In contrast, the interior sees the relentless crush of onward progress more obviously. As on the A4, a new 10.1-inch touchscreen infotainment system reflects the shift toward MIB3, which is not a movie sequel that shouldn’t have been made, but VW Group’s latest infotainment system.
Again, just like the A4, the benefits are more connectivity, sharper graphics, and quick load times, Audi’s 4G connection also allows improved nav, search, even if you don’t pair up your phone with Apple/Android connectivity.
But just like the A4, the screen is mounted high on the dash, good for visibility and without the irritating mirror reflections of the Mercedes MBUX systems, but it requires you to lean left and forward a little to actually touch it, and like all touchscreens it’s distracting to use while driving.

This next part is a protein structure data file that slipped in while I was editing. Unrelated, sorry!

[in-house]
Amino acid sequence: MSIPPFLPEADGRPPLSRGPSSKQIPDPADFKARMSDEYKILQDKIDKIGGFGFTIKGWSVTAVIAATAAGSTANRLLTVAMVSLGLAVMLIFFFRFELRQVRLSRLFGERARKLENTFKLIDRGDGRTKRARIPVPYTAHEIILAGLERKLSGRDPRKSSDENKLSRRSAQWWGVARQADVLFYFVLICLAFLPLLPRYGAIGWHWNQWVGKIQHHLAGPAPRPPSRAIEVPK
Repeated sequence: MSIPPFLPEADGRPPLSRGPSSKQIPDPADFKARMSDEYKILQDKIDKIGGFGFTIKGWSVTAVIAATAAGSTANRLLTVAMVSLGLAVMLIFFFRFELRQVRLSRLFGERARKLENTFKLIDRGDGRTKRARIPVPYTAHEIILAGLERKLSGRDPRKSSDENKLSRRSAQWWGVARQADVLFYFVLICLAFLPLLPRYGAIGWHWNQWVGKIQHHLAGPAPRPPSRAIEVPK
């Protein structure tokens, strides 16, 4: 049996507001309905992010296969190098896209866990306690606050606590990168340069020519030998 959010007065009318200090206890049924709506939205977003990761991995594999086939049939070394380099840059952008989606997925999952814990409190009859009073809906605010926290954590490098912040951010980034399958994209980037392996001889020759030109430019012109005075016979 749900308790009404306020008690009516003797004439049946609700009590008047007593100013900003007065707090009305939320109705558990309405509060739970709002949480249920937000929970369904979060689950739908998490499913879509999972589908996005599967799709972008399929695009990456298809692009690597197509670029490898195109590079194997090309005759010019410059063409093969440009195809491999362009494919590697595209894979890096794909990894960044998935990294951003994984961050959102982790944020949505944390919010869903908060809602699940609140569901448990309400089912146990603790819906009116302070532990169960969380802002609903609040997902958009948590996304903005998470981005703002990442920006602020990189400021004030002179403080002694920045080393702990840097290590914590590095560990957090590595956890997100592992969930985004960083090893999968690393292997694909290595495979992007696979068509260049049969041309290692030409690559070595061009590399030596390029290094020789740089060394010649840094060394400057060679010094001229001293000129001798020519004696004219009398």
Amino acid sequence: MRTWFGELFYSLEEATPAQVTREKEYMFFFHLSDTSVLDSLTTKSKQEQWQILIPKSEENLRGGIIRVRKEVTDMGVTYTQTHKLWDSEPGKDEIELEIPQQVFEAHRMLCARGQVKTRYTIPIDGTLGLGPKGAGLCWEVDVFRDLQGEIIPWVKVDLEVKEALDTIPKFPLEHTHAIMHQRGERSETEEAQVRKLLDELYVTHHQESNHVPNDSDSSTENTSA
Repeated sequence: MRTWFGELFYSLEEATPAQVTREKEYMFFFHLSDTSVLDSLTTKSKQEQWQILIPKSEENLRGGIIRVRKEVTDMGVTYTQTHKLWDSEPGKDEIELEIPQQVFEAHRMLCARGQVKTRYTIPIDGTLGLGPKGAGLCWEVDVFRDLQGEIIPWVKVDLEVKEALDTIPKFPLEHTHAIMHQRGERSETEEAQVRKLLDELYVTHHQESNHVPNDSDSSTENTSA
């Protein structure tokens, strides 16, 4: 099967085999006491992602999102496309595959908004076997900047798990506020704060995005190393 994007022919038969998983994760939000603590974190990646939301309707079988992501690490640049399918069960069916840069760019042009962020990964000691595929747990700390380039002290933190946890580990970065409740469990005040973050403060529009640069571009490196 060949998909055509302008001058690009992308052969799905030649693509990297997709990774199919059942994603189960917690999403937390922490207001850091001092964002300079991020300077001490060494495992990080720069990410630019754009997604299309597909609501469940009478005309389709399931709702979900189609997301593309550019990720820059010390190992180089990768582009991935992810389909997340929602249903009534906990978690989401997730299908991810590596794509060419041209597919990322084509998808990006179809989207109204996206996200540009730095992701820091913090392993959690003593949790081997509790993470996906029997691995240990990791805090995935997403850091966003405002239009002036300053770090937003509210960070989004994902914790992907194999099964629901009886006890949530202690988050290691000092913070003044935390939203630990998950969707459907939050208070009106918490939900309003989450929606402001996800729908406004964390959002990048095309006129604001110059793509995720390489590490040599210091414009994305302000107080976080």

The usual go-faster bits are here too: There’s a flat-bottomed steering wheel covered in perforated leather which features larger, metal shift paddles that are nicer to touch than the plastic ones from before. RS sport seats with side-bolster adjust-ability and diamond quilting.
Aside from that the car remains very practical since it’s an Avant. The A4 has good rear passenger room, nothing digs into your hairdo since there no sloping roofline nonsense, while the boot can carry 495-litres in its wide, square load space that has an integrated cover, mesh divider, and cargo net.
Flop the 40/20/40 seats down and you have 1,495-litres to play with, although you’d better make sure you have whatever it is tied down.